This might come as a surprise to many. Most people think they need to listen to themselves to monitor how they sound. However, nine times out of ten, the reason people sing the wrong note isn’t because they can’t hear themselves, it’s because they are listening to themselves! Be mindful that there is a huge difference between listening to yourself, and hearing yourself. Of course when you sing, you’re going to hear what you are doing, but a very large percentage of people who make an effort to listen intently to themselves when they sing, will go off pitch. This is for many reasons. The main reason is because they are not letting the voice align naturally to the correct vibration of the sound. Believe it or not, it’s actually harder to sing it wrong than it is to sing it right. Science has proven this–even with tuning forks. When we strike a tuning fork, another tuning fork of the same pitch will begin to vibrate with the first fork. This is because of sympathetic resonance. If a piece of steel naturally follows these universal laws, you had better bet, you are capable of this as well.
If you are trying to listen to yourself while you sing, you’ve got it all wrong. Imagine if while you were talking, you paid attention to the actual pitch [how high or how low] each note was that you spoke and analyzed your voice while you were talking. Do you think it would sound natural? Do you think it would drive you crazy? It sounds absurd when we relate it to speaking, but this is the silly game many people play with themselves for a number of reasons described previously in this article-mainly in Part 2, when they sing. Are you beginning to see how much your mind and soul influence the sound of your voice?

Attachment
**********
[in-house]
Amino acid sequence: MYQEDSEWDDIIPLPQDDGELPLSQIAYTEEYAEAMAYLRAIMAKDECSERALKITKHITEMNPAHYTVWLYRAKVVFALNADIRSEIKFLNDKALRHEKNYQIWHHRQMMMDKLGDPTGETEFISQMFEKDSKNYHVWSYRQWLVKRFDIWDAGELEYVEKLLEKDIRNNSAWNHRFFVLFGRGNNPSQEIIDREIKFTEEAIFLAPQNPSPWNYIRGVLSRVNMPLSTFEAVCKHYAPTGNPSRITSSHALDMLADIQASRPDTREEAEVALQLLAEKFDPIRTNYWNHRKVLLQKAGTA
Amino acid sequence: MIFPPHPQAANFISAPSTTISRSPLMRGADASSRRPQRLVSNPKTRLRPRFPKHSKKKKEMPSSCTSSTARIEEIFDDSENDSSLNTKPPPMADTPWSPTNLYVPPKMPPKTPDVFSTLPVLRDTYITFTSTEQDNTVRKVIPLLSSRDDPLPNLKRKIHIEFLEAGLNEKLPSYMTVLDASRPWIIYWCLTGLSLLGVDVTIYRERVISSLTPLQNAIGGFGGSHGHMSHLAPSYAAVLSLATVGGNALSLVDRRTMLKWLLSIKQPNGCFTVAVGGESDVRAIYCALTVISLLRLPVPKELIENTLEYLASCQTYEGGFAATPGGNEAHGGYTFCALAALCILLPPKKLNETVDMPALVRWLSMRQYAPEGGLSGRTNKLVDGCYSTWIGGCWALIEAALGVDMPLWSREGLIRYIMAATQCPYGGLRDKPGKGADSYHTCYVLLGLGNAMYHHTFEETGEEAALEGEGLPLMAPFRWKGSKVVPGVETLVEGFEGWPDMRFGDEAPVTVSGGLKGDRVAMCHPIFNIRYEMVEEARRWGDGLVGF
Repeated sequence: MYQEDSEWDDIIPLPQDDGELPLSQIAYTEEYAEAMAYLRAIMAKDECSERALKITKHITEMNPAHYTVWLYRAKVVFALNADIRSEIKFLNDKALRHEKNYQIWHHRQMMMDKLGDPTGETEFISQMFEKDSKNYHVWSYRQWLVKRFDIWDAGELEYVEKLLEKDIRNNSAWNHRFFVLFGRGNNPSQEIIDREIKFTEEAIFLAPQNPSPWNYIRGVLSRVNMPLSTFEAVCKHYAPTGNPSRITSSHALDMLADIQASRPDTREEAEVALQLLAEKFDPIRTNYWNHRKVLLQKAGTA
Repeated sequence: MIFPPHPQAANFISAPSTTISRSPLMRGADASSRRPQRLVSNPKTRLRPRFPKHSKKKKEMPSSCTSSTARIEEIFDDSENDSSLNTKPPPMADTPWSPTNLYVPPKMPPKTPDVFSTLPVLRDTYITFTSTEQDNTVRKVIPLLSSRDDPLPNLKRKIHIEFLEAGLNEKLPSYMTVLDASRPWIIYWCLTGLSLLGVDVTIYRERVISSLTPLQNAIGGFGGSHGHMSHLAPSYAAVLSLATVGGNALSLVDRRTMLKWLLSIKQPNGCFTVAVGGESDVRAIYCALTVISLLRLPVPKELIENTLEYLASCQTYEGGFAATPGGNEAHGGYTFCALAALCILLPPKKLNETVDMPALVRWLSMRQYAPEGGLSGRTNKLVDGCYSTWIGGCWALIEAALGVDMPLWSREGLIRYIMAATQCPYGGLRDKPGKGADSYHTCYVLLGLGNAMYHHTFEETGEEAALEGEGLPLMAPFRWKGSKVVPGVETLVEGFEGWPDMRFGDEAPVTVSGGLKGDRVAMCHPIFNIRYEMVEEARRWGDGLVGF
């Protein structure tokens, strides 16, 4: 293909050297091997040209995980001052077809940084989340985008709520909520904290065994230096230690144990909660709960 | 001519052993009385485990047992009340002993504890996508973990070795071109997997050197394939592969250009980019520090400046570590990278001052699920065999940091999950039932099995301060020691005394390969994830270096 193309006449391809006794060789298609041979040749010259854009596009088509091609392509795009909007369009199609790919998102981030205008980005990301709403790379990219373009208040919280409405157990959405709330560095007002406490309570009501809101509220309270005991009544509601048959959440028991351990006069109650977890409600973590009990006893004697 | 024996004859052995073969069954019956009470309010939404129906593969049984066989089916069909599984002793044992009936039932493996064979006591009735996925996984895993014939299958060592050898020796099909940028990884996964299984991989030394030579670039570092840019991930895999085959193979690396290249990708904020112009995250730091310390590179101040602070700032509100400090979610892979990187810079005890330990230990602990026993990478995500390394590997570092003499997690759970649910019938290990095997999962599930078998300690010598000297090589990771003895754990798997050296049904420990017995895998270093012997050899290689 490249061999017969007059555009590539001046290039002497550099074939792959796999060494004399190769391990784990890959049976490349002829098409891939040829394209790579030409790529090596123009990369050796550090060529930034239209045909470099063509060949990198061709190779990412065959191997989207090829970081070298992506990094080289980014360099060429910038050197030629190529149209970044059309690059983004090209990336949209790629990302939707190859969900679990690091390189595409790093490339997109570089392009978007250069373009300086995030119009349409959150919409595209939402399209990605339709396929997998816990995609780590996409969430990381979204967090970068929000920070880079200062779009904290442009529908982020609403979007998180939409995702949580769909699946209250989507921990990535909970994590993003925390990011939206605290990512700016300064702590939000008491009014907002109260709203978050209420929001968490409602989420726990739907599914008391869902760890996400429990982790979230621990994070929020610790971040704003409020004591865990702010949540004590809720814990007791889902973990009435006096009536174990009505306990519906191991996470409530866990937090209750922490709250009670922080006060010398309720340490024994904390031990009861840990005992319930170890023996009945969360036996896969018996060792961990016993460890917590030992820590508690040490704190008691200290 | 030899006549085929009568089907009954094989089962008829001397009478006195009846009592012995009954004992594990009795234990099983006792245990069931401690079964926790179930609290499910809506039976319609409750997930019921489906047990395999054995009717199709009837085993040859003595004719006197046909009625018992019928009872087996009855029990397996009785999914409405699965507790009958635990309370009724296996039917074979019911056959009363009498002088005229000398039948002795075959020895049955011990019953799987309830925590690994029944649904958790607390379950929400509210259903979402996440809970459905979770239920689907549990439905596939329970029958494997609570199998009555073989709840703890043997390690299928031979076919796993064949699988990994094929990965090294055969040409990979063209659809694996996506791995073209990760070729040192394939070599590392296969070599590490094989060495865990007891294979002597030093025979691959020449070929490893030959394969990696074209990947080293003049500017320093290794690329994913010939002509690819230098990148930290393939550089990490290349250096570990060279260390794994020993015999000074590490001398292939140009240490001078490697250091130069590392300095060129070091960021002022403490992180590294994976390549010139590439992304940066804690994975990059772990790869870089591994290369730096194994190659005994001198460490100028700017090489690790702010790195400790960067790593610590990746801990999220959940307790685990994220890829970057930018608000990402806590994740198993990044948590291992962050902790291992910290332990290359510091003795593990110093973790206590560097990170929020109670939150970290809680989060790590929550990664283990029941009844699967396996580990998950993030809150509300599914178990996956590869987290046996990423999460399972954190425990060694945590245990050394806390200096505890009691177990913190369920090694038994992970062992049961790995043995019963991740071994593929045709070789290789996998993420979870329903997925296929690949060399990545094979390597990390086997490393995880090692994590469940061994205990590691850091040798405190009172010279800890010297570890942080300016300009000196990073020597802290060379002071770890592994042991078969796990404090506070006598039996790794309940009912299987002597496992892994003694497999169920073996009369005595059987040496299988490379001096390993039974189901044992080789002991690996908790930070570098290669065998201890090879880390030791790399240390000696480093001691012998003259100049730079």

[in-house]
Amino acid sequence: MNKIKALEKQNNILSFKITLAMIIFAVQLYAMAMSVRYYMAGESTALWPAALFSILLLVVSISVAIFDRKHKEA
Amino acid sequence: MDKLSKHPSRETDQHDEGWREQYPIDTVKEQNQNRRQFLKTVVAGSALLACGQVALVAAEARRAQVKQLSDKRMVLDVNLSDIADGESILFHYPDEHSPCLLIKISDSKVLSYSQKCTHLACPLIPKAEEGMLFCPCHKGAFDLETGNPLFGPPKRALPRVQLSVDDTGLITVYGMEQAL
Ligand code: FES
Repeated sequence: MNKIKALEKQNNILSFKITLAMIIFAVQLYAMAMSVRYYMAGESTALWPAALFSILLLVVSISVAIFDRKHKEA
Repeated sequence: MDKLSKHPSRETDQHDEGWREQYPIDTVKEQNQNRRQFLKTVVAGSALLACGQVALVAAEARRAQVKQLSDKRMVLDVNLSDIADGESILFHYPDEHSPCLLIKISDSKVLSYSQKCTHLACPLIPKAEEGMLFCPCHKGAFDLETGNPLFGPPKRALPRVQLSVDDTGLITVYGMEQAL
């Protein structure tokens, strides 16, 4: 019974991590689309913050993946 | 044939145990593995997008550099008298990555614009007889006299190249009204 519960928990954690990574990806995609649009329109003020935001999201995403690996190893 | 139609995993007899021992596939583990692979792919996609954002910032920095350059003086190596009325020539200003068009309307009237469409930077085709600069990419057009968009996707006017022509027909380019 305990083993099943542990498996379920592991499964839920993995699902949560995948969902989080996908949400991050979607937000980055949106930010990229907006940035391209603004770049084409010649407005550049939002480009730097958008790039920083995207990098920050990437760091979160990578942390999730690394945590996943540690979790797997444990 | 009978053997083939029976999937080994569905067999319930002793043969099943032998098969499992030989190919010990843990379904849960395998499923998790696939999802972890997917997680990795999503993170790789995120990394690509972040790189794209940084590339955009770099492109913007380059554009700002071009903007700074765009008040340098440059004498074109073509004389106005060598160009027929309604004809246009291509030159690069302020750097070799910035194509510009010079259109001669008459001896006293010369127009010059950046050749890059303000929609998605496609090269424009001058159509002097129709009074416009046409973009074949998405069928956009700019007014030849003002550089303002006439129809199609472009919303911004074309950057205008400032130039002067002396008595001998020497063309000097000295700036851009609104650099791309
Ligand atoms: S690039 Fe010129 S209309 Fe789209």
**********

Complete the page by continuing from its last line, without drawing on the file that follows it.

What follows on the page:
The good news is, if you can get your mind to be clear and present while you sing, you feel enough peace inside to have a free open voice, then with this sort of energy, you will be able to achieve just about anything vocally. Yes you will need to practice, yes, you will need to learn proper technique, etc, but what I’m sharing here is what so many people overlook – it’s the “how” under the “what” of singing. If it’s hard to understand, or you struggle with getting a mind that is clear, you can read my book, Connecting Breath to Soul, and also do my CORE Breathing Exercises which will give you the clarity and presence you need to stay on pitch!
In summary, hitting the right notes is mostly a MIND issue that can be improved through proper training, but as a singer, your first responsibility is to know yourself, develop a positive relationship with your voice by realizing you are not a victim of what it does, but that your voice is responsive to what you think and feel. Please tell me about your experiences with these suggestions in the comments below.
Thank you for visiting my blog. It means the world to me if I can be helpful to you as you progress along your vocal journey. Please feel free to post questions and comments if there is something particular you would like support with.